originates in either the Europe or Canada.

Domestic Programs/Demand Reduction.
11. (SBU) Most drug treatment programs are small and are run
by private organizations, but the government also supports
the rehabilitation of addicts at prefectural (regional)
centers. There are a number of government-funded drug
awareness campaigns designed to inform the public about the
dangers of stimulant use, especially among junior and senior
high school students. The Ministry of Health, Labor, and
Welfare, along with prefectural governments and private
organizations, continues to administer national publicity
campaigns and to promote drug education programs at the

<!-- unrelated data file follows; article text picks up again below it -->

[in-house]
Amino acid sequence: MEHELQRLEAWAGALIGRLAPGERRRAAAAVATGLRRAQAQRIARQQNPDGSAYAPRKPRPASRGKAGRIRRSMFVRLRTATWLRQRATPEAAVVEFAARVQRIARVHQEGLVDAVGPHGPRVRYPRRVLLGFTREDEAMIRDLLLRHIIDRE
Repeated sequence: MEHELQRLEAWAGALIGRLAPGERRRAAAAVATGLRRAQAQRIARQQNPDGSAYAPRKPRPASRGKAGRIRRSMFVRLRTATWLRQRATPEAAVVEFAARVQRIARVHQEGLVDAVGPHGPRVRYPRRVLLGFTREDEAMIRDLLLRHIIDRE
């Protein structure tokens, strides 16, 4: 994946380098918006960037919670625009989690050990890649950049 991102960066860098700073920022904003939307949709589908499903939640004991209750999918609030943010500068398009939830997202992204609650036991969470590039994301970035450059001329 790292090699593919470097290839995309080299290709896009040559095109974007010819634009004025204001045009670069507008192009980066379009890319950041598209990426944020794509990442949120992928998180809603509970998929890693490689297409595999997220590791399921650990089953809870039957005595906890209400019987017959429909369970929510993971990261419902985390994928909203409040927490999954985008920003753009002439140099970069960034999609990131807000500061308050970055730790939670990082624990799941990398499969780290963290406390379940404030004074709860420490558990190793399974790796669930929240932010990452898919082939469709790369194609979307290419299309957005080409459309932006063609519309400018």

community level.

IV. U.S. Policy Initiatives and Programs

Policy Initiatives.
12. (SBU) U.S. goals and objectives include strengthening law
enforcement cooperation related to controlled deliveries and
drug-related money-laundering investigations; supporting
increased use of existing anticrime legislation and advanced
investigative tools against drug traffickers; and promoting
substantive involvement from government agencies responsible
for financial transaction oversight, and control of
money-laundering operations.

The Road Ahead.
13. (SBU) DEA Tokyo will continue to work closely with its
Japanese counterparts to offer support in conducting
investigations on international drug trafficking,
money-laundering, and other crimes. However, law enforcement
efforts alone, without political backing to change
restrictive Japanese laws, will not make Japan an equal
partner in international counter-narcotics efforts.
SCHIEFFER